Effects of Aging on the Blood

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Chapter: Anatomy and Physiology for Health Professionals: Blood

Blood cells form early in fetal development in the yolk sac, spleen, liver, and many other sites.

Effects of Aging on the Blood

Blood cells form early in fetal development in the yolk sac, spleen, liver, and many other sites. By the seventh month, the red marrow is the main hematopoietic area, unless there is serious illness and it will remain throughout life. When the need for blood cell produc-tion is severe, the spleen and liver can resume their fetal blood-formation activities. When needed, the inactive yellow bone marrow, which is basically fatty tissue, can convert back into active red marrow. Blood cells normally develop from mesenchymal “blood islands,” which are cells from the mesoderm germ layer. Fetal hemoglobin F has a higher oxygen affinity than adult hemoglobin A. Per globin molecule, hemoglobin F hastwo alpha and two gamma polypeptide chains, instead of the paired alpha and beta chains of hemoglobin A. Following birth, the liver quickly destroys the eryth-rocytes that carry hemoglobin F, and the erythroblasts start to produce hemoglobin A.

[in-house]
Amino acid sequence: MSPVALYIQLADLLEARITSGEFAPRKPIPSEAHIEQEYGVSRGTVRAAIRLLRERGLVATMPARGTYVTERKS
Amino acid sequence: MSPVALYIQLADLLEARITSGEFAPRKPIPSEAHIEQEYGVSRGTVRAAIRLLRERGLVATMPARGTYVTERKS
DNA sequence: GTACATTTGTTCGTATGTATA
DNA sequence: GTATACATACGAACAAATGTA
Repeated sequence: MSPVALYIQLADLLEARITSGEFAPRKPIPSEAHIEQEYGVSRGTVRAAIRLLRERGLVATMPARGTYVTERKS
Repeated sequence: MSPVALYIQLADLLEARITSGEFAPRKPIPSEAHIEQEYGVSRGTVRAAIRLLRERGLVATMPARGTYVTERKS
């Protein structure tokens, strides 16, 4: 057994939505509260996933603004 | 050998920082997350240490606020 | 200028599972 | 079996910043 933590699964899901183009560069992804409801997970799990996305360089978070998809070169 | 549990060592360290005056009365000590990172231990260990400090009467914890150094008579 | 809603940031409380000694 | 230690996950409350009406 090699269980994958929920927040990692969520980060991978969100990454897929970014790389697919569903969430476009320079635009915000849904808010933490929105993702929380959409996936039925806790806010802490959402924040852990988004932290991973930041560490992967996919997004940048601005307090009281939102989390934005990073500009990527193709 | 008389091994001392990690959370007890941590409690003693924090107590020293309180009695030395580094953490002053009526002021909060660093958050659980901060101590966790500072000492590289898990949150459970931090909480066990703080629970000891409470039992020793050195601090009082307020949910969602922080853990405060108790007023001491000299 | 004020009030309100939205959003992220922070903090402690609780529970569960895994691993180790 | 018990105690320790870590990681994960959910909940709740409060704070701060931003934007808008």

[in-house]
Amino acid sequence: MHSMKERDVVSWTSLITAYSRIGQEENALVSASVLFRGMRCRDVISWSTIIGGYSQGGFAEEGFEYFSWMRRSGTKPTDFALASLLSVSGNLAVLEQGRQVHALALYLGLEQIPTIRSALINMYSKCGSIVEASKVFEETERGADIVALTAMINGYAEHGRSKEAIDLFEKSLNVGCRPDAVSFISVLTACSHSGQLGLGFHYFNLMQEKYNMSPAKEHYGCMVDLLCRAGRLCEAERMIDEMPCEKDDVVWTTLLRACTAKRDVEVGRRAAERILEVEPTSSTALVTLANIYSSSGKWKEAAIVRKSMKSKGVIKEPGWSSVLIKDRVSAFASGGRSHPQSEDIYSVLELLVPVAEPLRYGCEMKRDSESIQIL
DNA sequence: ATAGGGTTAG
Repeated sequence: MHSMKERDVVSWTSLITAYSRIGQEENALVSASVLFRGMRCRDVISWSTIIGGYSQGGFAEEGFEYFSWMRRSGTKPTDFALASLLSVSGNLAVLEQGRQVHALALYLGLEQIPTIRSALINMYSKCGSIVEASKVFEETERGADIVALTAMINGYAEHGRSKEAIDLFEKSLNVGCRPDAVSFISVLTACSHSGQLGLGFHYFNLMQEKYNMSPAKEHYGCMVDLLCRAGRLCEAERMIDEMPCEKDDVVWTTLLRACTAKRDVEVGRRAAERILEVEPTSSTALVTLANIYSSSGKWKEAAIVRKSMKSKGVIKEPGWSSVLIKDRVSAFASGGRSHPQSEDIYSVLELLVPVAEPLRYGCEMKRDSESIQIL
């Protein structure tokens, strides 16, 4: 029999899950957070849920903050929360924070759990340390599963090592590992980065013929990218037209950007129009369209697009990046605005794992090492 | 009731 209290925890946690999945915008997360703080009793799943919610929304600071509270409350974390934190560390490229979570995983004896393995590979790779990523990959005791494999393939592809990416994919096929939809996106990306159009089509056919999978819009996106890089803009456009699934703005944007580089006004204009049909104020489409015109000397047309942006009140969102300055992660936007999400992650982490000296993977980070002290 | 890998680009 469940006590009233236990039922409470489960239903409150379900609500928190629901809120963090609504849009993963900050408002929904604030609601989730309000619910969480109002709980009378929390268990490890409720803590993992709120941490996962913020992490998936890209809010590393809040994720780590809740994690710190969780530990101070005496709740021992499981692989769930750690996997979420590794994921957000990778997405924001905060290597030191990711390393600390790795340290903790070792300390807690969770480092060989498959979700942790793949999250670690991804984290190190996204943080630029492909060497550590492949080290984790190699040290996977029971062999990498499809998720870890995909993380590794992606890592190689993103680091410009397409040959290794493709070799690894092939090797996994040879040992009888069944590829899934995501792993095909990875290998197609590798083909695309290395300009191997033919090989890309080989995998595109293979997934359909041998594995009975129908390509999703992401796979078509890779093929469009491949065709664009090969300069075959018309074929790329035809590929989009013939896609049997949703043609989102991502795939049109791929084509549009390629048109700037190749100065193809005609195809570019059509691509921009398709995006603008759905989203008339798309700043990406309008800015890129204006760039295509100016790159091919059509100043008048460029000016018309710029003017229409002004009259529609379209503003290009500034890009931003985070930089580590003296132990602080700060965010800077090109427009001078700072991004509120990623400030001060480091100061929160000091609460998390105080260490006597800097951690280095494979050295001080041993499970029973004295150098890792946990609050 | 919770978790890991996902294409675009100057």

Aging can cause a variety of changes to the blood, including decreased hematocrit levels, increased risk of thrombi, and pooling of blood in the legs. A thrombus is a stationary blood clot that can detach, pass through the heart, and lodge in a small artery. This usually occurs in the lungs, causing a pulmonary embolism. When blood pools in the legs, it is usu-ally because the valves of the leg veins are no longer working normally. The most common blood diseases linked to aging are anemias, clotting disorders, and chronic leukemias. However, most age-related blood disorders are caused by disorders of the blood vessels, heart, or immune system. Increased likelihood of leu-kemia in old age is linked to reduce immune system function. Atherosclerosis is responsible for the forma-tion of abnormal thrombi and emboli.

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